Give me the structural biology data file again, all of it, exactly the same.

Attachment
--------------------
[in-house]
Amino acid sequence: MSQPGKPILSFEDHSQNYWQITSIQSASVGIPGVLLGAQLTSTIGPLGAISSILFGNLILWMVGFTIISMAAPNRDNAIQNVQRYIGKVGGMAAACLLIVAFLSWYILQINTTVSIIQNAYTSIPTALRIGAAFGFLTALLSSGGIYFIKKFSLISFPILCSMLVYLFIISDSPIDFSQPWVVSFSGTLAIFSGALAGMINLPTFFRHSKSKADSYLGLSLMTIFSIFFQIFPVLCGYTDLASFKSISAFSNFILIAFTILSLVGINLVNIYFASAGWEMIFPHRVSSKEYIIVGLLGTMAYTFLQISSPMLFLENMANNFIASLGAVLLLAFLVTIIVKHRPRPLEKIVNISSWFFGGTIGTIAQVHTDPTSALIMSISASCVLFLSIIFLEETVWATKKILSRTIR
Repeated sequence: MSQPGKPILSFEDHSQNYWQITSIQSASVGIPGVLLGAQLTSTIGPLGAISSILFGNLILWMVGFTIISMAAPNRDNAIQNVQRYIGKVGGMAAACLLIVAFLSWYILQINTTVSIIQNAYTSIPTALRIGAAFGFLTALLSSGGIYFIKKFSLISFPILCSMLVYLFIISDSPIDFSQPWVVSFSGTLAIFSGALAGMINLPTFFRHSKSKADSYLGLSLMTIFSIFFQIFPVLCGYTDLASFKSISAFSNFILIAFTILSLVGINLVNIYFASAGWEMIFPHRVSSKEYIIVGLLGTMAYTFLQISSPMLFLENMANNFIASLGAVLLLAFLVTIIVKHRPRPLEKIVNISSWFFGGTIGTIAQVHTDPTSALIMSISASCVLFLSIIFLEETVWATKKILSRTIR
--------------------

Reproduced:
[in-house]
Amino acid sequence: MSQPGKPILSFEDHSQNYWQITSIQSASVGIPGVLLGAQLTSTIGPLGAISSILFGNLILWMVGFTIISMAAPNRDNAIQNVQRYIGKVGGMAAACLLIVAFLSWYILQINTTVSIIQNAYTSIPTALRIGAAFGFLTALLSSGGIYFIKKFSLISFPILCSMLVYLFIISDSPIDFSQPWVVSFSGTLAIFSGALAGMINLPTFFRHSKSKADSYLGLSLMTIFSIFFQIFPVLCGYTDLASFKSISAFSNFILIAFTILSLVGINLVNIYFASAGWEMIFPHRVSSKEYIIVGLLGTMAYTFLQISSPMLFLENMANNFIASLGAVLLLAFLVTIIVKHRPRPLEKIVNISSWFFGGTIGTIAQVHTDPTSALIMSISASCVLFLSIIFLEETVWATKKILSRTIR
Repeated sequence: MSQPGKPILSFEDHSQNYWQITSIQSASVGIPGVLLGAQLTSTIGPLGAISSILFGNLILWMVGFTIISMAAPNRDNAIQNVQRYIGKVGGMAAACLLIVAFLSWYILQINTTVSIIQNAYTSIPTALRIGAAFGFLTALLSSGGIYFIKKFSLISFPILCSMLVYLFIISDSPIDFSQPWVVSFSGTLAIFSGALAGMINLPTFFRHSKSKADSYLGLSLMTIFSIFFQIFPVLCGYTDLASFKSISAFSNFILIAFTILSLVGINLVNIYFASAGWEMIFPHRVSSKEYIIVGLLGTMAYTFLQISSPMLFLENMANNFIASLGAVLLLAFLVTIIVKHRPRPLEKIVNISSWFFGGTIGTIAQVHTDPTSALIMSISASCVLFLSIIFLEETVWATKKILSRTIR